Evolving to Social Business (and beyond)

Most organizations are well into the process of incorporating social media into their day to day business – and many are starting to wrestle with the challenges and opportunities of being “social” over the long haul: the resource commitment, the necessary changes in leadership and culture, and the responsibility to engage in  conversation, collaboration and community with customers, prospects, partners, employees and other stakeholders.

Many rubrics have emerged over the last few years to try and provide a context for the transformational phenomenon that is partially expressed by social media: Enterprise 2.0, Open Leadership, Social CRM, Social Business… the list goes on. By listing these terms, I don’t mean to dismiss any of them. I like and find value in all of the concepts I’ve listed – I love Charlene Li’s book “Open Leadership“, and find a lof of value in the recent discussions about Social Business, especially Stowe Boyd’s writing on the subject, and particulalrly, his defintion:

“A social business is an organization designed consciously around sociality and social tools, as a response to a changed world and the emergence of the social web, including social media, social networks, and a long list of other advances.”

With all of the good thinking and conversation happening around the topic of business transformation via “social”, I do feel like we are all describing different parts of the same elephant. I would propose the larger context – and the north star – for social initiatives is really about Sustainable Business. Think more Senge’sThe Necessary Revolution” than Open Leadership (which is still important, but a component).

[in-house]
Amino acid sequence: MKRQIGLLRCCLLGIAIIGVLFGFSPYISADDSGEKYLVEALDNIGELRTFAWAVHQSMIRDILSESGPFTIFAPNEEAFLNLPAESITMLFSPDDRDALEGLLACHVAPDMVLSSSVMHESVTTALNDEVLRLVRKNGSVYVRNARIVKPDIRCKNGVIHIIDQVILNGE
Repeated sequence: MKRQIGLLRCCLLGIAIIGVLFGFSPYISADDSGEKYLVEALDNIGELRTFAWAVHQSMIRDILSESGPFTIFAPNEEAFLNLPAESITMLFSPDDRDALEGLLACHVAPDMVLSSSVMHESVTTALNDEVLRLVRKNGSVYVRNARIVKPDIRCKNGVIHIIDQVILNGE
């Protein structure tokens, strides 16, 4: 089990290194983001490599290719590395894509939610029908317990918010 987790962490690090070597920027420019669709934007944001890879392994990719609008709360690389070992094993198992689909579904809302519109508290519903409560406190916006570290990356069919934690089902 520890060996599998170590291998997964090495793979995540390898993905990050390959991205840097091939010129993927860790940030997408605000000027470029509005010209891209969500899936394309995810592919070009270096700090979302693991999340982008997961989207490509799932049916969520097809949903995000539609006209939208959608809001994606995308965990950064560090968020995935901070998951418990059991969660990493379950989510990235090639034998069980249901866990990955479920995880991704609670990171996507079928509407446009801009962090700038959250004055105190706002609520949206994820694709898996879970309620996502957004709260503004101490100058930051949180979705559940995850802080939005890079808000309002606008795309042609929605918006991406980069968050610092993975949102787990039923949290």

A Sustainable Business (or organization) is a business that creates generative (net-positive) value in the form of:

  • Social Capital – Stakeholders are engaged and help shape the business, products and policies.
  • Financial Capital – The business is profitable.
  • Ecological Capital – The business has a net-positive impact on the ecological resources it uses.

How does “social” fit in to the concept of Sustainable Business? At least 3 key ways (and there are many more, this is a big topic).

  1. Stakeholder Engagement: Connecting to customers, prospects partners and employees has never been easier or more impactful than today, via social technology. Social media, online community and collaboration tools offer a high bandwidth and near-real time opportunity to communicate, discuss and share. Further, managed properly, social tools allow organizations to communicate and manage relationships at scale.
  2. Leadership and Culture Change: The process of adopting social tools, like hosting an online community or offering support via Twitter, is a forcing function for culture change in an organization. Business culture has to evolve to have an honest dialog with customers and prospects, and leadership has to support this honest dialog, or the investment in social tools won’t pay off.
  3. “Social” is Generative Asset: This is the key point – social sites, online communities and collaboration spaces, when done correctly, produce net-positive value in the form social and financial capital. Claiming ecological capital is a bit of a stretch here, but one could argue that the impact of conversations and  collaboration online vs. in-person favors online from a positive impact perspective.

In short, I’m proposing that we collectively acknowledge that there is a larger and more important context for the activities we generally refer to as social media, that the call to action around leadership and culture change is rooted in creating sustainable businesses, and that the term “Sustainable Business” may be a more helpful way to describe the macro trend we are collectively involved in.

I would love to hear what you think, and discuss via comments.

2 comments

  1. Chrissy Glen

    I’ve been struggling with the title social media manager. It sounds as if I’m a manager of some type of operations in the business I’m working. I like the title online community manager, because it clearly describes just what it is I’m working on all day. The word social to me means something I’m doing when out with friends…socializing for fun with no real purpose other to maintain friendships or form new ones. As a online community manager it feels more like I have goals of trying to build and maintain relationships between the customer and the business…and that’s what I’m doing…not socializing. After all, I don’t want anyone to think I’m on Facebook eating bon bons all day….ha!

  2. Pingback: Dr. Strangeshare or: How I Learned to Stop Worrying and Love the “Collaborative Economy” | Bill Johnston: Social Ecosystem Architecture

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